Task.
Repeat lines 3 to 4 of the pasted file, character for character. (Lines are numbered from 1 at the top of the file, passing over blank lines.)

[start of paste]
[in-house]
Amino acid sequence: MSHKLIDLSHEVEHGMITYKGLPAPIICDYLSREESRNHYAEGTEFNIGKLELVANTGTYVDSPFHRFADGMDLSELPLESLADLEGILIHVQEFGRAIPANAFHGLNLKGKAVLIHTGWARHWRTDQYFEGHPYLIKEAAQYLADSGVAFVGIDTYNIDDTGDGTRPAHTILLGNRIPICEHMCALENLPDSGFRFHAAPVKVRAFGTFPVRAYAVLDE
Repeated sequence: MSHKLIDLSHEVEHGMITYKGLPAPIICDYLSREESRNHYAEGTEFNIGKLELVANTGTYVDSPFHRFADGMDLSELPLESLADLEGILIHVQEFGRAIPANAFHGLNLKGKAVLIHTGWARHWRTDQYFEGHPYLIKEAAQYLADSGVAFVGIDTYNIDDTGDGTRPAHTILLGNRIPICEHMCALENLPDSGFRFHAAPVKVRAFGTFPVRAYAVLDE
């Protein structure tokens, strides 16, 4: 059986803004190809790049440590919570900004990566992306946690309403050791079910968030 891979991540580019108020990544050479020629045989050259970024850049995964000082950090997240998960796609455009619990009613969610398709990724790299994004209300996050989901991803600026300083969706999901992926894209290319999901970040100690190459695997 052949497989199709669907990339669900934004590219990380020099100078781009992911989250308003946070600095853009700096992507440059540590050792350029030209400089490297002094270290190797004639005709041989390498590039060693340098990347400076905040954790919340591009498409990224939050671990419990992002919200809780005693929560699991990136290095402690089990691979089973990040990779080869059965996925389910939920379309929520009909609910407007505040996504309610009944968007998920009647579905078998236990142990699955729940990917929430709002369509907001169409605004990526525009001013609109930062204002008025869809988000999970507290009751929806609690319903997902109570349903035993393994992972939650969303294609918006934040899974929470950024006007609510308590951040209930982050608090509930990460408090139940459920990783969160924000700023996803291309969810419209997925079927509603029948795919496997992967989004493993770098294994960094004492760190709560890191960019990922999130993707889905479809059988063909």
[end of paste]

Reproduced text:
Repeated sequence: MSHKLIDLSHEVEHGMITYKGLPAPIICDYLSREESRNHYAEGTEFNIGKLELVANTGTYVDSPFHRFADGMDLSELPLESLADLEGILIHVQEFGRAIPANAFHGLNLKGKAVLIHTGWARHWRTDQYFEGHPYLIKEAAQYLADSGVAFVGIDTYNIDDTGDGTRPAHTILLGNRIPICEHMCALENLPDSGFRFHAAPVKVRAFGTFPVRAYAVLDE
């Protein structure tokens, strides 16, 4: 059986803004190809790049440590919570900004990566992306946690309403050791079910968030 891979991540580019108020990544050479020629045989050259970024850049995964000082950090997240998960796609455009619990009613969610398709990724790299994004209300996050989901991803600026300083969706999901992926894209290319999901970040100690190459695997 052949497989199709669907990339669900934004590219990380020099100078781009992911989250308003946070600095853009700096992507440059540590050792350029030209400089490297002094270290190797004639005709041989390498590039060693340098990347400076905040954790919340591009498409990224939050671990419990992002919200809780005693929560699991990136290095402690089990691979089973990040990779080869059965996925389910939920379309929520009909609910407007505040996504309610009944968007998920009647579905078998236990142990699955729940990917929430709002369509907001169409605004990526525009001013609109930062204002008025869809988000999970507290009751929806609690319903997902109570349903035993393994992972939650969303294609918006934040899974929470950024006007609510308590951040209930982050608090509930990460408090139940459920990783969160924000700023996803291309969810419209997925079927509603029948795919496997992967989004493993770098294994960094004492760190709560890191960019990922999130993707889905479809059988063909």